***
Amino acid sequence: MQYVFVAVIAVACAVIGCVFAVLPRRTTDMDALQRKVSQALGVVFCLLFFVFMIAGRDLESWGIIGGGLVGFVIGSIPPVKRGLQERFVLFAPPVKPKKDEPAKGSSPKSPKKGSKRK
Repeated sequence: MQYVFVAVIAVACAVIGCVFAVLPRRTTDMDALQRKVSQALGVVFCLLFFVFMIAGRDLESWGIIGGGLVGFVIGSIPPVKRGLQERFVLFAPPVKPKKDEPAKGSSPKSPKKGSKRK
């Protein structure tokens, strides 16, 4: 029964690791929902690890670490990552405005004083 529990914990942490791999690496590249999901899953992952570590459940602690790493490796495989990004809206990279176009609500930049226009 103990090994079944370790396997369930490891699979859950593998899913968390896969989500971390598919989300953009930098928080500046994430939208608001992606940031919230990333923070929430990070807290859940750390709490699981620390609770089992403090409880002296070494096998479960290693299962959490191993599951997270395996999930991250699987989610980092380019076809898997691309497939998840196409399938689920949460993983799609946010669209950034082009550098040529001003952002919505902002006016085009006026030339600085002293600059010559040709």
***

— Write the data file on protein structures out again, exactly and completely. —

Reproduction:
Amino acid sequence: MQYVFVAVIAVACAVIGCVFAVLPRRTTDMDALQRKVSQALGVVFCLLFFVFMIAGRDLESWGIIGGGLVGFVIGSIPPVKRGLQERFVLFAPPVKPKKDEPAKGSSPKSPKKGSKRK
Repeated sequence: MQYVFVAVIAVACAVIGCVFAVLPRRTTDMDALQRKVSQALGVVFCLLFFVFMIAGRDLESWGIIGGGLVGFVIGSIPPVKRGLQERFVLFAPPVKPKKDEPAKGSSPKSPKKGSKRK
């Protein structure tokens, strides 16, 4: 029964690791929902690890670490990552405005004083 529990914990942490791999690496590249999901899953992952570590459940602690790493490796495989990004809206990279176009609500930049226009 103990090994079944370790396997369930490891699979859950593998899913968390896969989500971390598919989300953009930098928080500046994430939208608001992606940031919230990333923070929430990070807290859940750390709490699981620390609770089992403090409880002296070494096998479960290693299962959490191993599951997270395996999930991250699987989610980092380019076809898997691309497939998840196409399938689920949460993983799609946010669209950034082009550098040529001003952002919505902002006016085009006026030339600085002293600059010559040709």